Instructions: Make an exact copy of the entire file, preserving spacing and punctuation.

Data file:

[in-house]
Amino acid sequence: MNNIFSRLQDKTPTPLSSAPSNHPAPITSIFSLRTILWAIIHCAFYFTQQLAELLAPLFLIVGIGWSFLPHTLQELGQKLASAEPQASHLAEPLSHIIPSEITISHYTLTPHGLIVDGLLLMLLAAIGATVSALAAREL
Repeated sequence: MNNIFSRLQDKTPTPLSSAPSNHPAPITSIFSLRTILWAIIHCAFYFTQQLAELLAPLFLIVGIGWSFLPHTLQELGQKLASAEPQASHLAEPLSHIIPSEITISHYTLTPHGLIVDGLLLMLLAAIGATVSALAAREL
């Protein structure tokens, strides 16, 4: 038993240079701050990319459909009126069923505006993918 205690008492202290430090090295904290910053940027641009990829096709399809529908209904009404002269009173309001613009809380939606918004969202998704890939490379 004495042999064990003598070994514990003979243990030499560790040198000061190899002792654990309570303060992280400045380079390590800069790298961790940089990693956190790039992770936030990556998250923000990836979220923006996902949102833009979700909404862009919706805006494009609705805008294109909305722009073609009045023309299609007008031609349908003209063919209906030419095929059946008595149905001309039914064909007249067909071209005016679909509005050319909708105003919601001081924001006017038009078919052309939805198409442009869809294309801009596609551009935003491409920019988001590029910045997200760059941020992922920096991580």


[in-house]
Amino acid sequence: MNNIFSRLQDKTPTPLSSAPSNHPAPITSIFSLRTILWAIIHCAFYFTQQLAELLAPLFLIVGIGWSFLPHTLQELGQKLASAEPQASHLAEPLSHIIPSEITISHYTLTPHGLIVDGLLLMLLAAIGATVSALAAREL
Repeated sequence: MNNIFSRLQDKTPTPLSSAPSNHPAPITSIFSLRTILWAIIHCAFYFTQQLAELLAPLFLIVGIGWSFLPHTLQELGQKLASAEPQASHLAEPLSHIIPSEITISHYTLTPHGLIVDGLLLMLLAAIGATVSALAAREL
């Protein structure tokens, strides 16, 4: 038993240079701050990319459909009126069923505006993918 205690008492202290430090090295904290910053940027641009990829096709399809529908209904009404002269009173309001613009809380939606918004969202998704890939490379 004495042999064990003598070994514990003979243990030499560790040198000061190899002792654990309570303060992280400045380079390590800069790298961790940089990693956190790039992770936030990556998250923000990836979220923006996902949102833009979700909404862009919706805006494009609705805008294109909305722009073609009045023309299609007008031609349908003209063919209906030419095929059946008595149905001309039914064909007249067909071209005016679909509005050319909708105003919601001081924001006017038009078919052309939805198409442009869809294309801009596609551009935003491409920019988001590029910045997200760059941020992922920096991580």